Now the beginning of Day Nine of traveling across Australia was really the tenth day of the trip, but because we didn’t do any driving the day before, I’m not counting it as a ‘day’ in the grand scheme of things. I would have, but I actually didn’t realise until I got to last week’s post that the whole thing took eleven days. Oh well. I don’t know if Sydney to Perth in 11 Days has the same ring to it.
Whatever the case may be, on the morning of Day Nine we left Albany and drove towards Denmark. The landscape began to change very quickly. Since Esperance we’d been on a typical Australian coastline – gorgeous beaches plus scrub, but now we began to enter the old growth forests.
Not far out of Denmark, the Walpole-Normalup National Park begins. At the east end of the park, where we were entering from, is the Valley of the Giants drive trail. We drove through a forest of huge karri and red tingle trees, some of them up to sixteen metres in circumference and over seven hundred years old.
There’s a visitor’s centre where they have created a skywalk, and we walked up amongst the tree tops, up to forty metres above the forest floor. Then there’s another walk around on the ground, so we got to appreciate these amazing trees from both above and below. It was roughly three times cheaper than Whale World the day before, and easily one hundred times better.
After that we continued driving through the National Park to Walpole, where I had a massive BLT for lunch and we checked out Normalup Inlet. The places around here are imaginatively named, including Conspicuous Cliffs and Hush Hush Beach, but we couldn’t visit a lot of places because they were on unsealed roads. Chris’s car had been very nice to us up to that point, and we didn’t want to push the issue.
The rest of the drive for this day continued through timber country, and it was probably my favourite of the whole trip. Trees rock. We’d decided to stay in Manjimup that night, which turned out to be not such a great idea. The caravan park was average, compared to the ones in Albany and Esperance at least, and the town was deader than Elvis. We came to rue are choice the following morning, when we drove up towards Perth and passed through the lovely looking Bridgetown. It looked home to many a hippy, and we would have been guaranteed better fare than pizza or meat pies for our supper.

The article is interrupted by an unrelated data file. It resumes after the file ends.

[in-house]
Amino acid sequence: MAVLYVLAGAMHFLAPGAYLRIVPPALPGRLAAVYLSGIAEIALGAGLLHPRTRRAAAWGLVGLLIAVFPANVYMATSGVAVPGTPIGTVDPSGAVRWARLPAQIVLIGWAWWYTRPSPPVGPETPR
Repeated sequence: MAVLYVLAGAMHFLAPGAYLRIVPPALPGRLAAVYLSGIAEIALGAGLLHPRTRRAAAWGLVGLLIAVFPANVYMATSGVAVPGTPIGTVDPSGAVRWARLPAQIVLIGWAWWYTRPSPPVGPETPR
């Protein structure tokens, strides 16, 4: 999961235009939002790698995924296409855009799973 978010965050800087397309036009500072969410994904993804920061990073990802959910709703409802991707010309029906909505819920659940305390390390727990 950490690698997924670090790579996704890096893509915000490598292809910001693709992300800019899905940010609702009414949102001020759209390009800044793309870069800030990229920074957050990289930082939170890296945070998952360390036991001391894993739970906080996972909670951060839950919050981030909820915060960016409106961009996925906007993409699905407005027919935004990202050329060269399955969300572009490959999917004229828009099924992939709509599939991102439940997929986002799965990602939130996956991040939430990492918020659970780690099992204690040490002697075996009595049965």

It was straight to the west coast of Australia this day, and we got a taste of real food again for lunch. Chris had a penne arabiata and I had a nice and chunky lasagne from a chic little Italian joint in Freemantle, which is a bit like Newtown or Darlinghurst in Sydney, but on the water. After lunch we hugged the coastline as we continued up through Perth to Chris’s new digs. I met his new boss, Monique, and her son Mattieu, one very cool kid. While Chris and Monique talked science stuff, Mattieu showed me his room and read me his pop-up dinosaur book.
And then, having been on the road for ten to eleven days (depending on which way you count it) all the way from Sydney to Perth, having finally arrived at out destination, after days upon days of spectacular sights, great company and some tasty yet fatty food which I probably still haven’t worked off yet after three weeks of intense exercise at the gym, after all this effort to drive 5,000km from one side of, I jumped on a plane and took the red-eye straight back to Sydney.